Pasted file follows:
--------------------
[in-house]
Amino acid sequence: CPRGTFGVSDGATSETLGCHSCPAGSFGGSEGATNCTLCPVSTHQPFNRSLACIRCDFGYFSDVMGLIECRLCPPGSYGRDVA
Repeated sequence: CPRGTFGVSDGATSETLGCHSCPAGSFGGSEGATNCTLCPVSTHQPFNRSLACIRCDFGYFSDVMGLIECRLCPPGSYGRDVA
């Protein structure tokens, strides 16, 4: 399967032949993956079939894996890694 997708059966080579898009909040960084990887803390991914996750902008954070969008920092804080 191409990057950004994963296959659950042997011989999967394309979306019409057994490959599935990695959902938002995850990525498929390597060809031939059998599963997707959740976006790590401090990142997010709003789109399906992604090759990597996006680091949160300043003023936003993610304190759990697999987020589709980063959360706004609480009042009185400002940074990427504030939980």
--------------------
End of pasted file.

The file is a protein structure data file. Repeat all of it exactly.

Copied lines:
[in-house]
Amino acid sequence: CPRGTFGVSDGATSETLGCHSCPAGSFGGSEGATNCTLCPVSTHQPFNRSLACIRCDFGYFSDVMGLIECRLCPPGSYGRDVA
Repeated sequence: CPRGTFGVSDGATSETLGCHSCPAGSFGGSEGATNCTLCPVSTHQPFNRSLACIRCDFGYFSDVMGLIECRLCPPGSYGRDVA
């Protein structure tokens, strides 16, 4: 399967032949993956079939894996890694 997708059966080579898009909040960084990887803390991914996750902008954070969008920092804080 191409990057950004994963296959659950042997011989999967394309979306019409057994490959599935990695959902938002995850990525498929390597060809031939059998599963997707959740976006790590401090990142997010709003789109399906992604090759990597996006680091949160300043003023936003993610304190759990697999987020589709980063959360706004609480009042009185400002940074990427504030939980």